On Monday, Twitter claimed its conversations with President Muhammadu Buhari’s administration to resolve a lingering issue about the reinstatement of its services in Nigeria were respectful and fruitful.
“Discussions with the Nigerian government have been respectful and productive – we look forward to seeing the service restored very soon,” a Twitter spokesperson said in a statement to Peoples Gazette on Monday evening. “We continue to engage with the Nigerian government to discuss why Twitter has been blocked and ways to resolve the matter. We are committed to charting a path forward to the restoration of Twitter for everyone in Nigeria.”
The remark came a day after the contentious ban reached its 100-day mark, with rights campaigners fearing that the dictatorship was not in a hurry to reverse its decision and enable Nigerians to exercise their constitutional rights.
In an announcement made by communications minister Lai Mohammed on June 4, telecom companies were urged to prohibit access to the microblogging network with effect from June 4. The move was initially criticized on Twitter as repressive and out of step with modern times. Other Western diplomatic missions, including the United States, the United Kingdom, and Sweden, expressed their displeasure with the decision and demanded its immediate reversal.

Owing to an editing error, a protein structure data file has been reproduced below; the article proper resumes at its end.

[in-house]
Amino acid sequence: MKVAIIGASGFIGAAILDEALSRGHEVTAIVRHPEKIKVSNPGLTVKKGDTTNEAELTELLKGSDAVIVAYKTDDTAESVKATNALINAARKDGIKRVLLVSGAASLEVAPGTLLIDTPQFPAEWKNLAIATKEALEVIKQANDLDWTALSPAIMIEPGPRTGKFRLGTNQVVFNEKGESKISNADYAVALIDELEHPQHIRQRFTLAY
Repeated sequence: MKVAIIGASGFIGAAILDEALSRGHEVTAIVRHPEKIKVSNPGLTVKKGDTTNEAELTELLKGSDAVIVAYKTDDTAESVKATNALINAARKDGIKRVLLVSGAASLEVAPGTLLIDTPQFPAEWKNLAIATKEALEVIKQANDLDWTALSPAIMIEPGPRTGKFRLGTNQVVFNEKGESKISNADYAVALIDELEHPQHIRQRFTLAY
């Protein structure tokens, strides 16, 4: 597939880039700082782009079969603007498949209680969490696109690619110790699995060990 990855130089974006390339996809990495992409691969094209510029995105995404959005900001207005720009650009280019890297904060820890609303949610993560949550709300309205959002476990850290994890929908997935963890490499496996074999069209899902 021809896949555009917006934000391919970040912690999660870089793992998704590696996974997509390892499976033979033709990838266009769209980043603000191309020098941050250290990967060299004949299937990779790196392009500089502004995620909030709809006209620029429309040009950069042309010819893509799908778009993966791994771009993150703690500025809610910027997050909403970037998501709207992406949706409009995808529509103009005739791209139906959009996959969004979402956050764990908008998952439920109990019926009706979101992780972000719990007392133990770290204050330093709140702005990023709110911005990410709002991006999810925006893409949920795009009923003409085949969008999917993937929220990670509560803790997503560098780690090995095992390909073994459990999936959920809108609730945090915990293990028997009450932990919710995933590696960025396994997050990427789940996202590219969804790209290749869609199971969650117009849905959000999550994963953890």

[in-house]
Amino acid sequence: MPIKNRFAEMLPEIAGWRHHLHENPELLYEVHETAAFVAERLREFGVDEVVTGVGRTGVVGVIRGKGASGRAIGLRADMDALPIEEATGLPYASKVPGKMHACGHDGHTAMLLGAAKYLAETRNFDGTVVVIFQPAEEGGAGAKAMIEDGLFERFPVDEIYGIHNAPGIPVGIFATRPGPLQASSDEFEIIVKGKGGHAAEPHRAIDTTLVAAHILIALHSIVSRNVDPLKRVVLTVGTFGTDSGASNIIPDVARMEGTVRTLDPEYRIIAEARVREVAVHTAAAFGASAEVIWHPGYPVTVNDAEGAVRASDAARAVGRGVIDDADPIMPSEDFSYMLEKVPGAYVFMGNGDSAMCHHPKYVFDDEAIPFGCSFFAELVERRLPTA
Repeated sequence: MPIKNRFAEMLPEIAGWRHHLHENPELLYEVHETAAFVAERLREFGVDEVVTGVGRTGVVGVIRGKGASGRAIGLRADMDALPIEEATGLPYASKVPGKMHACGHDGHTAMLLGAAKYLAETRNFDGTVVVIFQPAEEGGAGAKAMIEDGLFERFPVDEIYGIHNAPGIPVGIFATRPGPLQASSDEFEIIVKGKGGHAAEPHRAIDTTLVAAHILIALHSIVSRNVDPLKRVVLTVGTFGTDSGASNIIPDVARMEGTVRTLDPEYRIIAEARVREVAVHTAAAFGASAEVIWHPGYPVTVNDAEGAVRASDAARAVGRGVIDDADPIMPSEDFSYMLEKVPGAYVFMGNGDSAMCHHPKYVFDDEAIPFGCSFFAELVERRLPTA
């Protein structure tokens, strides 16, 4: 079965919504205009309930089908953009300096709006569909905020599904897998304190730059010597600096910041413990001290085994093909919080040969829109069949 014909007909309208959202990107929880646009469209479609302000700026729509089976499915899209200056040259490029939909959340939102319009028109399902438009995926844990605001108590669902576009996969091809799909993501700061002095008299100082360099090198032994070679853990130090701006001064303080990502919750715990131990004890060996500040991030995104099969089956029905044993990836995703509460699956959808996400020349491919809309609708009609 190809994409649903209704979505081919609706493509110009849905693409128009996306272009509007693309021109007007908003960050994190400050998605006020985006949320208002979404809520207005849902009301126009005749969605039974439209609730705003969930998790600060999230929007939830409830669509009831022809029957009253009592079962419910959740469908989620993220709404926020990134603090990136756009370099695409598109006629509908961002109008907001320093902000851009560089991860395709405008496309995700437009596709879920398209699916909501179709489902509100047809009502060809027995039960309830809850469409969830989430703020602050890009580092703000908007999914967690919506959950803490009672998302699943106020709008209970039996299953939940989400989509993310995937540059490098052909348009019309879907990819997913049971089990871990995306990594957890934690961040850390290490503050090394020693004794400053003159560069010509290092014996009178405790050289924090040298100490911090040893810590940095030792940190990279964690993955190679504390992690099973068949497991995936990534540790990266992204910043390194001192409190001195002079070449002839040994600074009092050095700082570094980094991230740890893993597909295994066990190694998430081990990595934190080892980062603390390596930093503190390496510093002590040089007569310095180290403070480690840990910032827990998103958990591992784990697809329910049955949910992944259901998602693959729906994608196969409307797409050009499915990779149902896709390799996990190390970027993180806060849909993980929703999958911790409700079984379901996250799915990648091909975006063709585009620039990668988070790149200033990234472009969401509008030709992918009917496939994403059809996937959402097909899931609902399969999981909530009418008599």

Mr Buhari, on the other hand, dug in his heels, with several of his political aides alleging that Twitter made a significant error when it deleted the president’s comments, which appeared to incite for violence against Nigeria’s ethnic Igbo inhabitants.
Officials from the administration also stated that before Twitter’s services could be restored, the company must register in Nigeria, a demand that Twitter sources warned The Gazette would be difficult to meet.
The government formed a panel of ministers in July, including Mr Mohammed and Attorney-General Abubakar Malami, to deal with Twitter on the issue. Some of the officials went to the United States, but they didn’t say how successful they were.
Mr Mohammed stated at one point that Twitter had agreed to register as a business and create offices in Nigeria, but in an email to The Gazette, a Twitter spokeswoman quickly disputed the minister’s assertion.
The remarks once again cast Mr Mohammed in the role of propagandist, with Nigerians claiming that he made the bogus declaration to buy more time for the government or to maintain a positive public image in the event that the ban was reluctantly withdrawn.
Twitter and other social media outlets should not be permitted to police what Nigerians can do online, according to pro-regime bloggers, and should certainly not be policing the president’s postings, which they regarded as harmless and even reconciliatory toward the Igbos.
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